Dear Rep. Pallone
I am a 33 year old man with Pulmonary Atresia with Ventricular Septal Defect. I am one of the first people to survive this condition passed age 3 or so. In fact, I’ve been told it is the audio of my heart that medical students listen to in order to know what we sound like.
I am writing this to you as a letter of encouragement, please continue to stand for the 57 million Americans with pre-existing conditions and all those who need good laws in order to have good healthcare.
I’ve been blessed, I was covered under good insurance as a kid, because my mom worked for the Department of Defense, the VA, and NATO and they made sure my pre-existing condition was covered. Now days, I am a Lutheran Pastor and I have insurance through the Church, I’m happy with it, and because it is a national plan connected with a national Church, it will follow me from congregation to congregation. But, I know not everyone with a pre-existing condition can be a Lutheran Pastor.
On top of that, there was a period of time during seminary, before the ACA was passed, when I was covered by inferior insurance. I’d been told, when purchasing the insurance, that my heart condition was covered (they wanted to sell me the policy, right?), but when I went for my every-other-year heart check-up I received a $10,000 bill, nothing covered because everything to do with my heart was “pre-existing.” $10,000 was 80% of my income that year (I was a Vicar at an inner-city church in Baltimore). I had to plead poverty once I found out my insurance company would not cover it.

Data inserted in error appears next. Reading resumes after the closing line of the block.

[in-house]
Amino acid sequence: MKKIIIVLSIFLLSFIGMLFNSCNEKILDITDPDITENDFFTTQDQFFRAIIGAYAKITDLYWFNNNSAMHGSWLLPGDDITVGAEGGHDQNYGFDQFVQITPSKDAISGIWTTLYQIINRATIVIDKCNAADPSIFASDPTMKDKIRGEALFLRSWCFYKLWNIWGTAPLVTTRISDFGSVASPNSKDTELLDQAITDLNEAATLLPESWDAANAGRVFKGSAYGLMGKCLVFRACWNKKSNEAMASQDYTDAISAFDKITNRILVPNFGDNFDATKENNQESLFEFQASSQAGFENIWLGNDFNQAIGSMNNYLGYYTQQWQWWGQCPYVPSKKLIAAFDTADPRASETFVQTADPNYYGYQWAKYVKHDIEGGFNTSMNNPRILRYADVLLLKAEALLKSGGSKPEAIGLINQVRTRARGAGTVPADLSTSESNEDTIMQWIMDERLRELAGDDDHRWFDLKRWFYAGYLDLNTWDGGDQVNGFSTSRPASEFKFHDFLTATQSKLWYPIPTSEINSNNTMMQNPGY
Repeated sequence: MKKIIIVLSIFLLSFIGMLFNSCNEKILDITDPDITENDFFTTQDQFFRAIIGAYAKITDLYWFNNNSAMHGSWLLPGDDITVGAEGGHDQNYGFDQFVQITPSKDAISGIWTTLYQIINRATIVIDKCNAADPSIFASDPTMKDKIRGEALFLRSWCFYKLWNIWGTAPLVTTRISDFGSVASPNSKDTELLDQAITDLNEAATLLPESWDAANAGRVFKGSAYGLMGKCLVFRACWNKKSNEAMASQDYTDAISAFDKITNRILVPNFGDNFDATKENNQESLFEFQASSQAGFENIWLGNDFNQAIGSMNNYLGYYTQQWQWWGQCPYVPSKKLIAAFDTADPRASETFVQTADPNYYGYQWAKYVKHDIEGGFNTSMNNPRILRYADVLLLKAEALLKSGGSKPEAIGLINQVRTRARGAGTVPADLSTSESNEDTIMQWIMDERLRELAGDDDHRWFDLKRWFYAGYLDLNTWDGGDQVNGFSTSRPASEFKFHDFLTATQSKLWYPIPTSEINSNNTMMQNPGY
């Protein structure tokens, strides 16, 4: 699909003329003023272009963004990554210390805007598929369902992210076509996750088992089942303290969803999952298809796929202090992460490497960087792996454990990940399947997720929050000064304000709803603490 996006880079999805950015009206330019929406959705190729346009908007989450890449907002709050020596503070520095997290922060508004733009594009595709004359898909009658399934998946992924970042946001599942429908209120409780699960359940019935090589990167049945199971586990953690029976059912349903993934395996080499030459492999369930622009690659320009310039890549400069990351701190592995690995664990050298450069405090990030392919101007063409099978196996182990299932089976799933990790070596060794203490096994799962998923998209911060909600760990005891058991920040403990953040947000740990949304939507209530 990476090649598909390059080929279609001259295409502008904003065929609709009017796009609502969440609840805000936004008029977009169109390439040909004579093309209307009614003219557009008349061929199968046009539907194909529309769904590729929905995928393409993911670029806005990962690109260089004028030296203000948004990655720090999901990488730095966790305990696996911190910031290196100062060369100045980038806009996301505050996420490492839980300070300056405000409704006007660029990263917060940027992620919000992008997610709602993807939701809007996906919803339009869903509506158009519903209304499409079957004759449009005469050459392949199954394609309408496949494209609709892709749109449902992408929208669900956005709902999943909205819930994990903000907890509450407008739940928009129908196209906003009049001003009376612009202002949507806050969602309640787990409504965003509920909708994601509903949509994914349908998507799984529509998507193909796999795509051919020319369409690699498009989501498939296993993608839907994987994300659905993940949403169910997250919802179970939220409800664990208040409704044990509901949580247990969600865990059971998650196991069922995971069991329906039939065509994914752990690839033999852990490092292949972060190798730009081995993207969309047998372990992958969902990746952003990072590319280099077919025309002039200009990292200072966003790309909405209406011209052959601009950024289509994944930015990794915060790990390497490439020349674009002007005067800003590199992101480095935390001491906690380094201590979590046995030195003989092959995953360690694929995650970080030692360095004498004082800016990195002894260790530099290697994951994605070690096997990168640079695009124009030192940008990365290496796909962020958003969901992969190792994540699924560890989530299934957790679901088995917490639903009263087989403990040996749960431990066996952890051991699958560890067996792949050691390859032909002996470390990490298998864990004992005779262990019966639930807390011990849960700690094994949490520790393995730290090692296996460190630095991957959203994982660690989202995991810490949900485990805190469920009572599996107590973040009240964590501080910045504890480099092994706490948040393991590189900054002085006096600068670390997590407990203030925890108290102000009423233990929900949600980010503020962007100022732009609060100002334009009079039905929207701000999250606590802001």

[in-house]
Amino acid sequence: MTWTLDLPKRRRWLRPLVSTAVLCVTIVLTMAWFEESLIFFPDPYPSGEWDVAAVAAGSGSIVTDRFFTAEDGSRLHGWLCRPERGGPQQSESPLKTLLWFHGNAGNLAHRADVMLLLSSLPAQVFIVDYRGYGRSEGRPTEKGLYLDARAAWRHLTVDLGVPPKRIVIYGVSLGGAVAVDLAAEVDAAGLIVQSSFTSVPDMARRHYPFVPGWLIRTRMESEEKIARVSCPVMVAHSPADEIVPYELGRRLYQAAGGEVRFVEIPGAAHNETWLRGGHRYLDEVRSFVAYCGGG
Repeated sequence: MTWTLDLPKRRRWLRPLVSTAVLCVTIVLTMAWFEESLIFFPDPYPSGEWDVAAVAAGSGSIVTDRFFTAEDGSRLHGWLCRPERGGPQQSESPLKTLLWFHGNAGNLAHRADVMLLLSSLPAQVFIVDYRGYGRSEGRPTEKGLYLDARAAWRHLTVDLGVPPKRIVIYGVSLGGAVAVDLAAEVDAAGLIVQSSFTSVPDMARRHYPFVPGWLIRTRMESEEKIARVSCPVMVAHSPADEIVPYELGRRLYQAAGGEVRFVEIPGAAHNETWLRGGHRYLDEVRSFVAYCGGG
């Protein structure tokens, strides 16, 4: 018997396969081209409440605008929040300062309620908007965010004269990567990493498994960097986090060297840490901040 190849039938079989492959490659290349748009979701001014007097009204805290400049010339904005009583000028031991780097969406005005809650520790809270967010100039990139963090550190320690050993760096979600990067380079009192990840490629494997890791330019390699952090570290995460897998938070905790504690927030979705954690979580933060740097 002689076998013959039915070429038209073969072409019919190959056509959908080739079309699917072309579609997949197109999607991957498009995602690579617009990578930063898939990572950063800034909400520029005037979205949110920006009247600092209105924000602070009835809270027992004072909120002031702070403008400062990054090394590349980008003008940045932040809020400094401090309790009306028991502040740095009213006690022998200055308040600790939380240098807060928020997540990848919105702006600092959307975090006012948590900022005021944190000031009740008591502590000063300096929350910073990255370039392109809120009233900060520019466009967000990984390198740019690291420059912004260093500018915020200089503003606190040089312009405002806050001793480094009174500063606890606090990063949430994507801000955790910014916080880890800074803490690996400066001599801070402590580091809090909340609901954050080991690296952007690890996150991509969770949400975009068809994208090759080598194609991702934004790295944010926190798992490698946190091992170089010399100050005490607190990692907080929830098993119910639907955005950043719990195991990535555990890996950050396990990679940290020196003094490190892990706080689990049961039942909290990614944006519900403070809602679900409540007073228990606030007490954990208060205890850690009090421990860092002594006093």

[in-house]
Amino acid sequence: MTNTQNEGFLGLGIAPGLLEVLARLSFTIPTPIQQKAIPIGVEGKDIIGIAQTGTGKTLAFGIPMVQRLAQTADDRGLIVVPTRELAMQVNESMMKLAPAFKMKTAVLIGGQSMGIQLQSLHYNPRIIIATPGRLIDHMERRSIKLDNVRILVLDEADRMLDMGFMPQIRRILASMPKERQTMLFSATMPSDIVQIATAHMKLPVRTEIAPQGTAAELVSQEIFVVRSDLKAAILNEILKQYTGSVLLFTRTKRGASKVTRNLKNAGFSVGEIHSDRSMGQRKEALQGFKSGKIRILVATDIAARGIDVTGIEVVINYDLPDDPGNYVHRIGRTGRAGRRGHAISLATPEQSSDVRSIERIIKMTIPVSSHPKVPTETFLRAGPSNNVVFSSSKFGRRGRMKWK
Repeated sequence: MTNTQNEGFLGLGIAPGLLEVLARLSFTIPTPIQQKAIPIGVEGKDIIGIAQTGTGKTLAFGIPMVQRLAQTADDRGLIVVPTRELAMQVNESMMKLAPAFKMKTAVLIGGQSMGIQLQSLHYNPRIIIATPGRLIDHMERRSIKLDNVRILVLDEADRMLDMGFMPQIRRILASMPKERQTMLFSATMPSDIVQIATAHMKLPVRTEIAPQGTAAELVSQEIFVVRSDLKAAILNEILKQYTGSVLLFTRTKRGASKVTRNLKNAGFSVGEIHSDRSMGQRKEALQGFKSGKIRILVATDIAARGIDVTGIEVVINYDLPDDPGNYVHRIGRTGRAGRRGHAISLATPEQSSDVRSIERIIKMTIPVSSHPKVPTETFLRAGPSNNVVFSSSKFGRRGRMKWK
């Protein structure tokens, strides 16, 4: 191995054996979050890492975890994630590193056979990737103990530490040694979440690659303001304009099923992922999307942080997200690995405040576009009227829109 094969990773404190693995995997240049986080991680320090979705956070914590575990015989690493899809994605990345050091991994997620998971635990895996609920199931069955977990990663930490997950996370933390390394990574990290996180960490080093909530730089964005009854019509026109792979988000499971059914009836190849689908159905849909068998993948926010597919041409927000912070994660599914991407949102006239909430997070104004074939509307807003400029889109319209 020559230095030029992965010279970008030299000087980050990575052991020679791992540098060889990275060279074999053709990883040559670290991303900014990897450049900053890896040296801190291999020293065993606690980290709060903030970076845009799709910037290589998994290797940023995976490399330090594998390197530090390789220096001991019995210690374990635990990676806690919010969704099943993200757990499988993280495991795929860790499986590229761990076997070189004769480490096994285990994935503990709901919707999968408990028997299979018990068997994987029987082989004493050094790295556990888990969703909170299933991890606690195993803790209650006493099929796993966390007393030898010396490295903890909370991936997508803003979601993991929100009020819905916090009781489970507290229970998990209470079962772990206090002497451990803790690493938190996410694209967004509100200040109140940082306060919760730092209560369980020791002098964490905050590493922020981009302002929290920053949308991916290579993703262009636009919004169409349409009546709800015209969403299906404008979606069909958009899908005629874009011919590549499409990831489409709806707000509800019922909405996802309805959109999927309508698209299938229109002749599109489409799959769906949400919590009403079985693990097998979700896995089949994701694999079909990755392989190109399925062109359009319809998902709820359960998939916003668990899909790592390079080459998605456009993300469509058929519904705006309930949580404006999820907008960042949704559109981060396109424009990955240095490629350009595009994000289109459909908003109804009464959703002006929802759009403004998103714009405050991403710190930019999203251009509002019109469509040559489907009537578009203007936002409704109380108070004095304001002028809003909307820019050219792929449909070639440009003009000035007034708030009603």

It is a painful and embarrassing thing to skip out of paying what you owe. Everyone in the hospital was gracious once it was clear what had happened and that I wasn’t trying to pull one over on anyone, so it sort of worked out that time.
But, these days, I only pay 10% of my income for health insurance as Pastor of St. Stephen here in New Jersey, because I have good insurance. I am happy to pay my fair share, and so glad that no one discriminates against me based on this condition I was born with.
I have to admit, I am deeply afraid for my fellow pre-existing condition folk, that this protection will be taken away if the ACA is repealed. I hear Trump’s point person plans to replace the ACA with a non-taxable savings account and the ability to transfer insurance across state lines. Neither of these will do anything for the 57 million of us with pre-existing conditions. Maybe it is just my Lutheran sense of Sin with a capital S, but I am damn sure if companies are given back the right to discriminate, they will.
Please understand me, I want to pay my fair share. I want to do right by my doctors who keep me alive. The ACA gives folk the possibility to do that—the alternative doesn’t.
Again, thank you so much for fighting for me and the 57 million.